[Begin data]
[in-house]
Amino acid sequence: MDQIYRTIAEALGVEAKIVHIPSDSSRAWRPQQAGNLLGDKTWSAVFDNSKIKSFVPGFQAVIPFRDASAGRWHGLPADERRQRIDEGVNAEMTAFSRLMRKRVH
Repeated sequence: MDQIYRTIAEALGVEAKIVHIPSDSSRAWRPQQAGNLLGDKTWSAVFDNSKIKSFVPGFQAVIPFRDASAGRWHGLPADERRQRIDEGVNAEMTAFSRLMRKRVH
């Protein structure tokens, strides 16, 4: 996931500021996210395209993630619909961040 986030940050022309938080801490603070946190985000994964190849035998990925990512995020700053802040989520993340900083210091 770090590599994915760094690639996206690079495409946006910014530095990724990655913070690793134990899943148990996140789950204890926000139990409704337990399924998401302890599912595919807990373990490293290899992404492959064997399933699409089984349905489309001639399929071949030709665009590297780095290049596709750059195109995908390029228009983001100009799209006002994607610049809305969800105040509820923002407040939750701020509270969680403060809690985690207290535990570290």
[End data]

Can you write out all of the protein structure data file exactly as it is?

[in-house]
Amino acid sequence: MDQIYRTIAEALGVEAKIVHIPSDSSRAWRPQQAGNLLGDKTWSAVFDNSKIKSFVPGFQAVIPFRDASAGRWHGLPADERRQRIDEGVNAEMTAFSRLMRKRVH
Repeated sequence: MDQIYRTIAEALGVEAKIVHIPSDSSRAWRPQQAGNLLGDKTWSAVFDNSKIKSFVPGFQAVIPFRDASAGRWHGLPADERRQRIDEGVNAEMTAFSRLMRKRVH
């Protein structure tokens, strides 16, 4: 996931500021996210395209993630619909961040 986030940050022309938080801490603070946190985000994964190849035998990925990512995020700053802040989520993340900083210091 770090590599994915760094690639996206690079495409946006910014530095990724990655913070690793134990899943148990996140789950204890926000139990409704337990399924998401302890599912595919807990373990490293290899992404492959064997399933699409089984349905489309001639399929071949030709665009590297780095290049596709750059195109995908390029228009983001100009799209006002994607610049809305969800105040509820923002407040939750701020509270969680403060809690985690207290535990570290």